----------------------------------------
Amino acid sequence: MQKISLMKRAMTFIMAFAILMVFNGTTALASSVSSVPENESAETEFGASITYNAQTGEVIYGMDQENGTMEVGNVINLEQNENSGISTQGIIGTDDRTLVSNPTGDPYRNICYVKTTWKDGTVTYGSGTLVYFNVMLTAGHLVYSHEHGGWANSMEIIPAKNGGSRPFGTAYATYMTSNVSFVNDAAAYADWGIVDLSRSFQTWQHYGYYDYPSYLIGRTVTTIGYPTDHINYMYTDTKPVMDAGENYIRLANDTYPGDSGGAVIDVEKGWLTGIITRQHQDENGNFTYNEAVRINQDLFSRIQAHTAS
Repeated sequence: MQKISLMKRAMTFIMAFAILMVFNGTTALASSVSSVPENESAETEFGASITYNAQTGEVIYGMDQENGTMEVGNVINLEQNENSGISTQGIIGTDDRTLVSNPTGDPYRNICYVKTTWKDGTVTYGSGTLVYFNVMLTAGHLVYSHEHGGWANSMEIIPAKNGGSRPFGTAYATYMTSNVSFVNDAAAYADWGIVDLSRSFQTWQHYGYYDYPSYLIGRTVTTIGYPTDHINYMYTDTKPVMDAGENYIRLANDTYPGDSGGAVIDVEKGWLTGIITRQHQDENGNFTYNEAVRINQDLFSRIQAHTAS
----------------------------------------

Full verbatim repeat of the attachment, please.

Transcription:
Amino acid sequence: MQKISLMKRAMTFIMAFAILMVFNGTTALASSVSSVPENESAETEFGASITYNAQTGEVIYGMDQENGTMEVGNVINLEQNENSGISTQGIIGTDDRTLVSNPTGDPYRNICYVKTTWKDGTVTYGSGTLVYFNVMLTAGHLVYSHEHGGWANSMEIIPAKNGGSRPFGTAYATYMTSNVSFVNDAAAYADWGIVDLSRSFQTWQHYGYYDYPSYLIGRTVTTIGYPTDHINYMYTDTKPVMDAGENYIRLANDTYPGDSGGAVIDVEKGWLTGIITRQHQDENGNFTYNEAVRINQDLFSRIQAHTAS
Repeated sequence: MQKISLMKRAMTFIMAFAILMVFNGTTALASSVSSVPENESAETEFGASITYNAQTGEVIYGMDQENGTMEVGNVINLEQNENSGISTQGIIGTDDRTLVSNPTGDPYRNICYVKTTWKDGTVTYGSGTLVYFNVMLTAGHLVYSHEHGGWANSMEIIPAKNGGSRPFGTAYATYMTSNVSFVNDAAAYADWGIVDLSRSFQTWQHYGYYDYPSYLIGRTVTTIGYPTDHINYMYTDTKPVMDAGENYIRLANDTYPGDSGGAVIDVEKGWLTGIITRQHQDENGNFTYNEAVRINQDLFSRIQAHTAS